KINGSBURG – When Kingsburg High School’s Wind Ensemble musicians were told they’d be performing at New York’s Carnegie Hall on March 6, they had no way of knowing their trip would be touched by tragedy unfolding thousands of miles away.
The musicians were selected for a performance at the 2018 New York Wind Band Festival earlier this school year and were paired to rehearse with Marjory Stoneman Douglas High School’s Wind Symphony. Since then, a mass shooting took place at that Florida school Feb. 14 where 14 students and three staff members were killed.
Kingsburg’s students said the trip now had a deeper meaning and after a false alarm at their own school Feb. 27 sent them scrambling for cover, they also have a heightened sense of understanding. During a Feb. 26 performance at the Lutheran Church, their thoughts turned to their fellow musicians in Florida.
“I hope they remember all the support we have for them,” junior flute player Tatum Quiroz said. “It’s such a hard thing for them to go through that nobody really understands. We want to be there in any way that we can for them. Hopefully they remember us for that.”
Senior Ian Fjelstrom, a bassoon player, said he hopes this performance can be part of the students’ healing as two members of Stoneman Douglas’ band were among victims of the shooting.
Alex Schachter, 14, was a trombone and baritone player for the Stoneman Douglas Marching Band, while Gina Montalto, 14, was a winter guard member.
“We’ll all get to share our combined passion for music and playing in a concert band. It’s a very connected activity so I hope it will be part of the healing process,” Fjelstrom said.
KHS Band Director Mike Schofield said he was proud of how hard the students have worked to prepare and how supportive his band students are of the Florida school.
“We were pretty much in shock and heart broken,” Schofield said of their initial reaction to the shooting. “Even though we’ve never met them, we know that we will. We already felt a connection to them so our hearts went out to them immediately.”
Kingsburg’s Wind Ensemble students created a banner and took a group picture to send to Stoneman Douglas’ Band Director Alexander Kaminsky, Schofield said.
“He got back to me right away and said ‘thank you very much,’” Schofield said.
For their last home-town performance before the trip, Randy McFarland shared the history of Carnegie Hall and the musicians performed “The Redwoods,” by Rossano Gallanted, “Pacem, A Hymn for Peace” by Robert Spittal and “Prelude, Siciliano and Rondo” by Malcolm Arnold.
The evening included a social afterwards where KHS Music Boosters sold personal pies and supporters chatted with the musicians.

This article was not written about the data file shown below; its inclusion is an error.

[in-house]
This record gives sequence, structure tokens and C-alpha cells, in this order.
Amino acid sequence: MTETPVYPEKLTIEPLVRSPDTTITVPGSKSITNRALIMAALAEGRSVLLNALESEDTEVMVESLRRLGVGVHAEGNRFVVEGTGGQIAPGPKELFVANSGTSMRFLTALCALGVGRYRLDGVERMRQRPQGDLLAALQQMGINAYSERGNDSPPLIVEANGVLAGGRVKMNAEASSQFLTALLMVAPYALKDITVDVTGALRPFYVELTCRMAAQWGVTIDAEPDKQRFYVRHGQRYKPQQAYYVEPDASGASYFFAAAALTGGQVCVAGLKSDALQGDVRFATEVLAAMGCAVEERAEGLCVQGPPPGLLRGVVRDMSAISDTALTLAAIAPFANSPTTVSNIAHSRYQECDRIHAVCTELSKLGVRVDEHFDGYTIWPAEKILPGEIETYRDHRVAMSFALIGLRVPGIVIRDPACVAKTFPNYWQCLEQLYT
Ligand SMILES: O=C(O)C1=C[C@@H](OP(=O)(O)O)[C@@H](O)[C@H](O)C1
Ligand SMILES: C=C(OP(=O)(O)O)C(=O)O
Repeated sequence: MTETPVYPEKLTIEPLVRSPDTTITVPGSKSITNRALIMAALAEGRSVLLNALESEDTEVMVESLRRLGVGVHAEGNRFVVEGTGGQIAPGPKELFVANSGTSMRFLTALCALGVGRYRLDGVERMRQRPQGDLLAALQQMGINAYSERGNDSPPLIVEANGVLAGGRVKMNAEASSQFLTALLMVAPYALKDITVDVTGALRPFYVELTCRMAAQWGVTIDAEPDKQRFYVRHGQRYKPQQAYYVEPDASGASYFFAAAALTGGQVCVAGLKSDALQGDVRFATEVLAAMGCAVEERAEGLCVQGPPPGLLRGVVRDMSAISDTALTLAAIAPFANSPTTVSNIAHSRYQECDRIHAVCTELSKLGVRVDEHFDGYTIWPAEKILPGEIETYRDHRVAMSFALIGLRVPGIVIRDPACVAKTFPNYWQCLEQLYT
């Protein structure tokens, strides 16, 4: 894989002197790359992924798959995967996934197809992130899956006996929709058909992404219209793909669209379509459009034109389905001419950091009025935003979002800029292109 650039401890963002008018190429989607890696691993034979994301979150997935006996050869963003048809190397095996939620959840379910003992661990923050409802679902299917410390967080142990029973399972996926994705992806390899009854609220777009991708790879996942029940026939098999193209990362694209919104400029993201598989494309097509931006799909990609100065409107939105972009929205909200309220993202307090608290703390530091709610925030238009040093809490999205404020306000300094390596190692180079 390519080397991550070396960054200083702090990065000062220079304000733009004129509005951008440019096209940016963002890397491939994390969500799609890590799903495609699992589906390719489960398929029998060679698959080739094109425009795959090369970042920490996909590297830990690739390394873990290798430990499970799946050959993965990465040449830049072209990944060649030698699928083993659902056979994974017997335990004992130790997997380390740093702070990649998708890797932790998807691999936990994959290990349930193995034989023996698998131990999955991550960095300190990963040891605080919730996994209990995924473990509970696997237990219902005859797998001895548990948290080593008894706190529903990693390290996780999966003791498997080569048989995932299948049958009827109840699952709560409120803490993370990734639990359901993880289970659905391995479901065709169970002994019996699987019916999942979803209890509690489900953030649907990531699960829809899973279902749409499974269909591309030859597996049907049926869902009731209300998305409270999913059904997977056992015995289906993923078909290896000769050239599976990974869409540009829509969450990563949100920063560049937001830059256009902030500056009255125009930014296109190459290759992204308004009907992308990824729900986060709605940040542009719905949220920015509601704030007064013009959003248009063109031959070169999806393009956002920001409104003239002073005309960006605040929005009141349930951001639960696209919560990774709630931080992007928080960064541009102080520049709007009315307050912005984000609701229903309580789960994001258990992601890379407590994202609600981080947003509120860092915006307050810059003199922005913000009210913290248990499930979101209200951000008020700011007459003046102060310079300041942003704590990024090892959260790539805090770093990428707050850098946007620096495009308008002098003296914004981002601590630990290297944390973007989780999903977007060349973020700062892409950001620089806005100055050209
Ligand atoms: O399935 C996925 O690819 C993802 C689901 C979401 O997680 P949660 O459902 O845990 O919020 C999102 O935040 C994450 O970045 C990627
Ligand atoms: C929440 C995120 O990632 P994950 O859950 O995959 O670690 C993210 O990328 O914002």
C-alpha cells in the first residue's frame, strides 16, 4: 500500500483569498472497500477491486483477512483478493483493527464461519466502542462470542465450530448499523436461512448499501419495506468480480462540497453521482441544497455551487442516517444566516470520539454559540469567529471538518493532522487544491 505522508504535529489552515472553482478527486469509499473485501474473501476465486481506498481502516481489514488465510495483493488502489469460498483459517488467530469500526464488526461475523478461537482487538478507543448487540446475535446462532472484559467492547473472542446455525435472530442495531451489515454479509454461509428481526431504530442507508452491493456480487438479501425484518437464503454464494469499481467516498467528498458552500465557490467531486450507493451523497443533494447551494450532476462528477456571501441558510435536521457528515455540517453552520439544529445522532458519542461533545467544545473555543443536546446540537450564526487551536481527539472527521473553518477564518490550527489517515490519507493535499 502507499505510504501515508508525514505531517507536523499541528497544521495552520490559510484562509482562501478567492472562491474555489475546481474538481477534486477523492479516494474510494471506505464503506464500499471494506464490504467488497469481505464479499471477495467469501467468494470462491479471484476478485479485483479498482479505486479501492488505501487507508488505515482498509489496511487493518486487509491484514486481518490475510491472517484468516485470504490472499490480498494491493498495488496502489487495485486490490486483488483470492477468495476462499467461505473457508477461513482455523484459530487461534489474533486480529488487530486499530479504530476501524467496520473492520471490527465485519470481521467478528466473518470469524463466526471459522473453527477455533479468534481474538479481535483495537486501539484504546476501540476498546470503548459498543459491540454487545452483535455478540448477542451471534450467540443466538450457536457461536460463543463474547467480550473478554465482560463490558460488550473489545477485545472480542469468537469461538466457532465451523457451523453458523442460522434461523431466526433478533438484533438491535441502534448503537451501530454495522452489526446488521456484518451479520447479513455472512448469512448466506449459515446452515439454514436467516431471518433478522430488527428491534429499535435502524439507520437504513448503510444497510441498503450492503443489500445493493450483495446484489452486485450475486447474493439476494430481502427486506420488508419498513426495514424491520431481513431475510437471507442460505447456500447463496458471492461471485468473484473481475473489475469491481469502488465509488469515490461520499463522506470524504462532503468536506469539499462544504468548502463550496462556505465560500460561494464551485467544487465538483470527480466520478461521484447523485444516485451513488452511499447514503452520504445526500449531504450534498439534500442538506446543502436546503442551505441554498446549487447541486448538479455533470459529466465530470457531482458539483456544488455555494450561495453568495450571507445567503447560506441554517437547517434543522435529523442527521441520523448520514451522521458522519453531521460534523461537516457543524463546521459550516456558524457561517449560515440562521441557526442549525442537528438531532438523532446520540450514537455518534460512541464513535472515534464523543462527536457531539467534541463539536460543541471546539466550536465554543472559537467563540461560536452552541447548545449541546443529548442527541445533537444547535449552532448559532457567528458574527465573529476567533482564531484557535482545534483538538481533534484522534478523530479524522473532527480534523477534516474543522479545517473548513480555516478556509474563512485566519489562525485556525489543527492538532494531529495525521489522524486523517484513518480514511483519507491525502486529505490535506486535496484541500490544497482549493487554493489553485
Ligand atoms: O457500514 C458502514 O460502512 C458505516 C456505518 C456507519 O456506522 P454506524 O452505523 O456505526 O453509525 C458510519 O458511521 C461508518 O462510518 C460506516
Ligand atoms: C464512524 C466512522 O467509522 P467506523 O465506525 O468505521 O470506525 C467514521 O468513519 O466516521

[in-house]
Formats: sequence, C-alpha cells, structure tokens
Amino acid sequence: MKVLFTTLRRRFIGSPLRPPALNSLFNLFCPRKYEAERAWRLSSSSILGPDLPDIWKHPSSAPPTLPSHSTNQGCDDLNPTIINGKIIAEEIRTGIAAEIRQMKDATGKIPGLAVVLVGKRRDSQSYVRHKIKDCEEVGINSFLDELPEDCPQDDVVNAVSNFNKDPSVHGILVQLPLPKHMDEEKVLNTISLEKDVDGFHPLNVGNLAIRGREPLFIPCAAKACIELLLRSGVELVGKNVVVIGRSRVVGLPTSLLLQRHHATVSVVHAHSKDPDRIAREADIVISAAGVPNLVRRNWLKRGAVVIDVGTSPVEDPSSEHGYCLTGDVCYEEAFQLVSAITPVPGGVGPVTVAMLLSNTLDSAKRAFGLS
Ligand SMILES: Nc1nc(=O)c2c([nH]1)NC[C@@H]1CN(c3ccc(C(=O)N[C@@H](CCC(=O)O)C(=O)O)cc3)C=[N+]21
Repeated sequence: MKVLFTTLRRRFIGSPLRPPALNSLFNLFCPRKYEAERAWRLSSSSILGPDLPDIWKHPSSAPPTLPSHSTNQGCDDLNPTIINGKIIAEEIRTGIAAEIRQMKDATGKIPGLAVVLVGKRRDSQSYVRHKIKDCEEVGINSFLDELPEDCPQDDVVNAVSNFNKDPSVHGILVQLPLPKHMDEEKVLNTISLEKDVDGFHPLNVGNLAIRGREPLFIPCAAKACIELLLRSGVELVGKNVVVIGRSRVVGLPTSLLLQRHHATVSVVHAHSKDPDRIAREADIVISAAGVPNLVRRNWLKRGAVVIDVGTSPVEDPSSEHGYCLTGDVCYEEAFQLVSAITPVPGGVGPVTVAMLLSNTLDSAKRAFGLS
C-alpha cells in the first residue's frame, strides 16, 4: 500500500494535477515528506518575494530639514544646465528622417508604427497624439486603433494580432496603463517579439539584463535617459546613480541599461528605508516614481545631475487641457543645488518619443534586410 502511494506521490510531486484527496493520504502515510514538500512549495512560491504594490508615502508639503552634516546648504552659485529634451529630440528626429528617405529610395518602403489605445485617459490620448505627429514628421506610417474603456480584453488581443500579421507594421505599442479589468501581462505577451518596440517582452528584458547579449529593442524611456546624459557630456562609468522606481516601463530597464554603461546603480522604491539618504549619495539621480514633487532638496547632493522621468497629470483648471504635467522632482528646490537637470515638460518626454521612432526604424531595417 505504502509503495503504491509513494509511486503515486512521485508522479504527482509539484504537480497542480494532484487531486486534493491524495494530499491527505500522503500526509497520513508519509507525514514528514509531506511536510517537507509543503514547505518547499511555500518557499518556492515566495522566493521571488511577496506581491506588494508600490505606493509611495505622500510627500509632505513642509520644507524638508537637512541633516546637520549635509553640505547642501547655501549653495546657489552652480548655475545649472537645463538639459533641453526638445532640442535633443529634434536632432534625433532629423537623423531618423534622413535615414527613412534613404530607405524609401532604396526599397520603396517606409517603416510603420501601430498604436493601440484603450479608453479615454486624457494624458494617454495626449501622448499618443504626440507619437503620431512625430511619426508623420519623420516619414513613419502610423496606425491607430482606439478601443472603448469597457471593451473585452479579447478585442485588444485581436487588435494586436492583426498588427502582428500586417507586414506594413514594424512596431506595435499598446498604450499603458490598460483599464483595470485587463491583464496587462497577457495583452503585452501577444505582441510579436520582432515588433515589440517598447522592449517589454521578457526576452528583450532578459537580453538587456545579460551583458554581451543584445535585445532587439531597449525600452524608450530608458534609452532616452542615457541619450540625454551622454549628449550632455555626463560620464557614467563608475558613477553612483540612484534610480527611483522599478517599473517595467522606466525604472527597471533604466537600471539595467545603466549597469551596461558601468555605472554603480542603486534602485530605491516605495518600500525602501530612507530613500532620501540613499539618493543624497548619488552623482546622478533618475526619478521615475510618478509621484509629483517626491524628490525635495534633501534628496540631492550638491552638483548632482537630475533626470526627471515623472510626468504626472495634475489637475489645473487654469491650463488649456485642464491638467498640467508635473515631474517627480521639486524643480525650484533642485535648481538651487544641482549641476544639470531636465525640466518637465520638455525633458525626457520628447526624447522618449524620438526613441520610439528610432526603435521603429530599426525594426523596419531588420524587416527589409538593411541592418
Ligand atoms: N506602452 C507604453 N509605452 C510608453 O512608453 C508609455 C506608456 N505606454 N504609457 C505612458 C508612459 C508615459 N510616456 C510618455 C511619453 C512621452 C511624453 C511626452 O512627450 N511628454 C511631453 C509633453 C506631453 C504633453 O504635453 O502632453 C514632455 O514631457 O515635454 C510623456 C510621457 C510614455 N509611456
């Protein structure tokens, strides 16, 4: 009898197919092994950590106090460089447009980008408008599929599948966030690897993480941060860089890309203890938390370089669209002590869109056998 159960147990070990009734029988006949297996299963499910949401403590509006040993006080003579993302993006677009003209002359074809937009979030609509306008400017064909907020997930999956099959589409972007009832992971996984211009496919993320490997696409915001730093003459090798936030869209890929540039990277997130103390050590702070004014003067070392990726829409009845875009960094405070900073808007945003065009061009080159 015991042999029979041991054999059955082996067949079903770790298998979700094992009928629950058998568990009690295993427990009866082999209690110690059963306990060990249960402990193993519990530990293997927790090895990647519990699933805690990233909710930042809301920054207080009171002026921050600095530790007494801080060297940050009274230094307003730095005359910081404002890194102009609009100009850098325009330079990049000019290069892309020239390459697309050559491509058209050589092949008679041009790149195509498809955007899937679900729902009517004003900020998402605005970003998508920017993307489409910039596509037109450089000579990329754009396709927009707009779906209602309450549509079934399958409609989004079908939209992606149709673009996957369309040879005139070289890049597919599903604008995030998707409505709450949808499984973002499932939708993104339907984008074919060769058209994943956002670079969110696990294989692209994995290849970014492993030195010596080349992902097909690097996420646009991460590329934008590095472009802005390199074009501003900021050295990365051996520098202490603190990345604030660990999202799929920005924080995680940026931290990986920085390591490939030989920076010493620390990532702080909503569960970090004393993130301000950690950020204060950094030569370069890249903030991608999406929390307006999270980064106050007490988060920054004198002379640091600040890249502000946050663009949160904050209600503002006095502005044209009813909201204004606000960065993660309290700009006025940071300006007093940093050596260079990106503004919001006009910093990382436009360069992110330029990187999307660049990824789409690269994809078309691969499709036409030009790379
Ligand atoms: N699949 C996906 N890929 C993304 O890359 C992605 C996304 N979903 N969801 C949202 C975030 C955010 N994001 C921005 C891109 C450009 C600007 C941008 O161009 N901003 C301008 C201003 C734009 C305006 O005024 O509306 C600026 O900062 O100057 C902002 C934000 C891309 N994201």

“I handed these pieces out in November as soon as we were done with marching band,” Schofield said of the musical selections. “It’s not that long ago that we put this program together and they just ate it up and said, ‘let’s do it.’ I’m not nervous at all because I know that they’re prepared.”
Kingsburg’s students had a combined rehearsal with the Stoneman Douglas musicians where sections sat together, performed each other’s songs and then played together in one large, combined band. During the actual performance, they supported each other while in the audience, Schofield said.
Of the six high schools to perform that night, three were from California. Two university ensembles were the showcase for the concert.
Fjelstrom said he was looking forward to this once-in-a-lifetime experience.
“I just love music, being part of this band and contributing to making beautiful music. I’ll remember this forever. We’ve put a lot of work into this, and we’re especially thankful for all the community support.”
Quiroz said while her nerves have subsided for now, the focus of the entire trip shifted to one of healing and made the trip that much more memorable.
“We had this same excitement and it was a very sad feeling knowing that was taken from them. It definitely had our focus on the trip have such a different meaning. Now, it means so much more than just performing. Getting to connect with them is really an amazing experience.”
While in New York, the KHS musicians were also scheduled to take part in a clinic with James McRoy from Long Island University the day before their performance. They were also scheduled to take in the Broadway musical “Wicked” and tour Ground Zero, the Statue of Liberty and the Empire State building. They were also scheduled to sightsee in Times Square during their stay in the Big Apple.
“I hope they make a lot of great memories that they’ll hold on to for the rest of their lives,” Schofield said. “I hope they have the performance they’ve been working for. They’re ready.”